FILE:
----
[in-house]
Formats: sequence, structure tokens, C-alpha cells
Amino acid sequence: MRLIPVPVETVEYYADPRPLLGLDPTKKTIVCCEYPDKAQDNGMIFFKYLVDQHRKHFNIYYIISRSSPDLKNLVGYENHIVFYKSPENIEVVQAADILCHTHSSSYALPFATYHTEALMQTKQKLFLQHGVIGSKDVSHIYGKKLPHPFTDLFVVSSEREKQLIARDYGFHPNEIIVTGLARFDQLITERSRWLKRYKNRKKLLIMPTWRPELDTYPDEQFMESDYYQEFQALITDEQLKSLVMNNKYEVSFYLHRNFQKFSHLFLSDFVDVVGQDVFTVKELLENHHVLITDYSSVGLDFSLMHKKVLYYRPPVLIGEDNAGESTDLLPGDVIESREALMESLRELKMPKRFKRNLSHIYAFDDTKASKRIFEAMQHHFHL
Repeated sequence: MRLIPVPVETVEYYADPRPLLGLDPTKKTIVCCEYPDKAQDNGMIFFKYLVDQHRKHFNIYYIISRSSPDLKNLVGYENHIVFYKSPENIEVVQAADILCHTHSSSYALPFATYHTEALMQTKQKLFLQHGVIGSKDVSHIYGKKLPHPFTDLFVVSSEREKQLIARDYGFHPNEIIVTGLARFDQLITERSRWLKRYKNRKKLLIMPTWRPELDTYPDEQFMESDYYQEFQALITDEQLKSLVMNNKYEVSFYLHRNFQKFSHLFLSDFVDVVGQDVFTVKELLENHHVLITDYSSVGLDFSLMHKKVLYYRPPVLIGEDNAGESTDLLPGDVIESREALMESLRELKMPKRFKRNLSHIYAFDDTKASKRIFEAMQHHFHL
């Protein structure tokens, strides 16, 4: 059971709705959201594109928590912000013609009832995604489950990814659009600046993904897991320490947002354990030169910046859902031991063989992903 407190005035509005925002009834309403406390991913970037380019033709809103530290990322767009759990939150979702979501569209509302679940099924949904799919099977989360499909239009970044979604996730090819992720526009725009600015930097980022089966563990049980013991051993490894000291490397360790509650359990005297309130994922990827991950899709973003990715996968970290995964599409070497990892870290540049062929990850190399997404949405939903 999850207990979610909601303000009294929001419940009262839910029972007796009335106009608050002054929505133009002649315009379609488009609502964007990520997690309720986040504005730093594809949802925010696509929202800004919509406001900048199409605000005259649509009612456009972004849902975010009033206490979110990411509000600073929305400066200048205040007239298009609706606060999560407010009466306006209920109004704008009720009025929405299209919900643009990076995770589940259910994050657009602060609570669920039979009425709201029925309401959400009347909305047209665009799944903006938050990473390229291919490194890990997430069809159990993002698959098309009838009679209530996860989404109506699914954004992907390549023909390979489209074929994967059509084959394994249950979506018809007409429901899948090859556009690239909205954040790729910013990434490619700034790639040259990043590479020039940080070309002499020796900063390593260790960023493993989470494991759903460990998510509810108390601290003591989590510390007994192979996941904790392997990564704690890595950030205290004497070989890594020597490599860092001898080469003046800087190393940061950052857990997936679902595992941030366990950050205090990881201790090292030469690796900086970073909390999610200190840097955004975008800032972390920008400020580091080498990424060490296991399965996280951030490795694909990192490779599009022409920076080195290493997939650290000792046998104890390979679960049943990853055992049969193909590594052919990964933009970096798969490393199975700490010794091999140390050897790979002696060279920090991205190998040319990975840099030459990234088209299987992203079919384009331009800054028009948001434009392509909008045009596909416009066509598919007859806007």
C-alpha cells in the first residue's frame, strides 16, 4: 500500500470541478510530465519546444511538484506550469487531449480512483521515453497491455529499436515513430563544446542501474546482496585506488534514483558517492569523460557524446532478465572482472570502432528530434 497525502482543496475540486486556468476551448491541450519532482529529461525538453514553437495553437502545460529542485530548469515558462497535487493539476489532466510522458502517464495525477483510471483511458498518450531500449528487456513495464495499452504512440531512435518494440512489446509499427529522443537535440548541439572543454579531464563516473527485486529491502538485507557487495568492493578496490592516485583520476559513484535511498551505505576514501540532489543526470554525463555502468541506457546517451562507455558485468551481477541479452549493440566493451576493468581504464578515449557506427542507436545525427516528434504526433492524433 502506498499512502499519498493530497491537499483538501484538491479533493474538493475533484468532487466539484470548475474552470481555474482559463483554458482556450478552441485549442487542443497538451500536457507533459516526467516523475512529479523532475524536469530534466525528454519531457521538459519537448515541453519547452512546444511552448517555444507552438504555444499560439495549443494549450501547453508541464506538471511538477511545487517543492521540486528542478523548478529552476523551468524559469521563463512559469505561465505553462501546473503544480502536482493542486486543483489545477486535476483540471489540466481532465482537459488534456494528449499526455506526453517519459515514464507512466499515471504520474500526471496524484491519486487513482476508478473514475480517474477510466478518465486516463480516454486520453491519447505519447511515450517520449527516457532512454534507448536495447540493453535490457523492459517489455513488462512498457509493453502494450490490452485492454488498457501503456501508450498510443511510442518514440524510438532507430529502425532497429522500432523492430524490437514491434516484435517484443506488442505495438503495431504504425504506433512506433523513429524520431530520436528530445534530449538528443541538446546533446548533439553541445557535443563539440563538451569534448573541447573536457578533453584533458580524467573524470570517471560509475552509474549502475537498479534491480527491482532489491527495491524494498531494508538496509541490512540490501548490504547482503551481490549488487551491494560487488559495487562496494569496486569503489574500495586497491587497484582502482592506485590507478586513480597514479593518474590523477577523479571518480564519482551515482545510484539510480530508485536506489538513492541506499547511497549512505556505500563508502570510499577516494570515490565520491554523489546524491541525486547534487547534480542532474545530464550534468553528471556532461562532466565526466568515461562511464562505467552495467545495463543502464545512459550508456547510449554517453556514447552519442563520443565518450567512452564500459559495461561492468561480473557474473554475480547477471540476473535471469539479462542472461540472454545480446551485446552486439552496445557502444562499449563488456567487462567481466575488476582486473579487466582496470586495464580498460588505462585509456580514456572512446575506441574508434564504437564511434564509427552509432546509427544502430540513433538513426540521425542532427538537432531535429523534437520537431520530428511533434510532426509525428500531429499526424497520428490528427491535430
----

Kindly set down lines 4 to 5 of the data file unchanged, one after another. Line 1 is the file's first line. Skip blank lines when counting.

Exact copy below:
Repeated sequence: MRLIPVPVETVEYYADPRPLLGLDPTKKTIVCCEYPDKAQDNGMIFFKYLVDQHRKHFNIYYIISRSSPDLKNLVGYENHIVFYKSPENIEVVQAADILCHTHSSSYALPFATYHTEALMQTKQKLFLQHGVIGSKDVSHIYGKKLPHPFTDLFVVSSEREKQLIARDYGFHPNEIIVTGLARFDQLITERSRWLKRYKNRKKLLIMPTWRPELDTYPDEQFMESDYYQEFQALITDEQLKSLVMNNKYEVSFYLHRNFQKFSHLFLSDFVDVVGQDVFTVKELLENHHVLITDYSSVGLDFSLMHKKVLYYRPPVLIGEDNAGESTDLLPGDVIESREALMESLRELKMPKRFKRNLSHIYAFDDTKASKRIFEAMQHHFHL
């Protein structure tokens, strides 16, 4: 059971709705959201594109928590912000013609009832995604489950990814659009600046993904897991320490947002354990030169910046859902031991063989992903 407190005035509005925002009834309403406390991913970037380019033709809103530290990322767009759990939150979702979501569209509302679940099924949904799919099977989360499909239009970044979604996730090819992720526009725009600015930097980022089966563990049980013991051993490894000291490397360790509650359990005297309130994922990827991950899709973003990715996968970290995964599409070497990892870290540049062929990850190399997404949405939903 999850207990979610909601303000009294929001419940009262839910029972007796009335106009608050002054929505133009002649315009379609488009609502964007990520997690309720986040504005730093594809949802925010696509929202800004919509406001900048199409605000005259649509009612456009972004849902975010009033206490979110990411509000600073929305400066200048205040007239298009609706606060999560407010009466306006209920109004704008009720009025929405299209919900643009990076995770589940259910994050657009602060609570669920039979009425709201029925309401959400009347909305047209665009799944903006938050990473390229291919490194890990997430069809159990993002698959098309009838009679209530996860989404109506699914954004992907390549023909390979489209074929994967059509084959394994249950979506018809007409429901899948090859556009690239909205954040790729910013990434490619700034790639040259990043590479020039940080070309002499020796900063390593260790960023493993989470494991759903460990998510509810108390601290003591989590510390007994192979996941904790392997990564704690890595950030205290004497070989890594020597490599860092001898080469003046800087190393940061950052857990997936679902595992941030366990950050205090990881201790090292030469690796900086970073909390999610200190840097955004975008800032972390920008400020580091080498990424060490296991399965996280951030490795694909990192490779599009022409920076080195290493997939650290000792046998104890390979679960049943990853055992049969193909590594052919990964933009970096798969490393199975700490010794091999140390050897790979002696060279920090991205190998040319990975840099030459990234088209299987992203079919384009331009800054028009948001434009392509909008045009596909416009066509598919007859806007």